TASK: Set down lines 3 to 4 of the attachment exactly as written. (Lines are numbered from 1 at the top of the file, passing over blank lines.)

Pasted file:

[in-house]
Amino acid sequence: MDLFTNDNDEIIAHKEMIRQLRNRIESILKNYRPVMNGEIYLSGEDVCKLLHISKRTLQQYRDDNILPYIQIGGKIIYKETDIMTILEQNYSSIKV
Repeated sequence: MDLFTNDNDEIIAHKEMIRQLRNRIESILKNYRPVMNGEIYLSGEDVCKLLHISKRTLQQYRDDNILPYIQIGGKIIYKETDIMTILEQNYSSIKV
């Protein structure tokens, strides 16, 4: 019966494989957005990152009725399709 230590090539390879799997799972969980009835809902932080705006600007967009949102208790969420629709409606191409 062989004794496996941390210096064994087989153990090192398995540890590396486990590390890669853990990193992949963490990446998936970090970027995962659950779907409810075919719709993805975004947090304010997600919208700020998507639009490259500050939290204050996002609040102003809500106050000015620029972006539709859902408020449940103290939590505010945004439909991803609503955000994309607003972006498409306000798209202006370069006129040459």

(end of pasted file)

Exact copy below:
Repeated sequence: MDLFTNDNDEIIAHKEMIRQLRNRIESILKNYRPVMNGEIYLSGEDVCKLLHISKRTLQQYRDDNILPYIQIGGKIIYKETDIMTILEQNYSSIKV
């Protein structure tokens, strides 16, 4: 019966494989957005990152009725399709 230590090539390879799997799972969980009835809902932080705006600007967009949102208790969420629709409606191409 062989004794496996941390210096064994087989153990090192398995540890590396486990590390890669853990990193992949963490990446998936970090970027995962659950779907409810075919719709993805975004947090304010997600919208700020998507639009490259500050939290204050996002609040102003809500106050000015620029972006539709859902408020449940103290939590505010945004439909991803609503955000994309607003972006498409306000798209202006370069006129040459």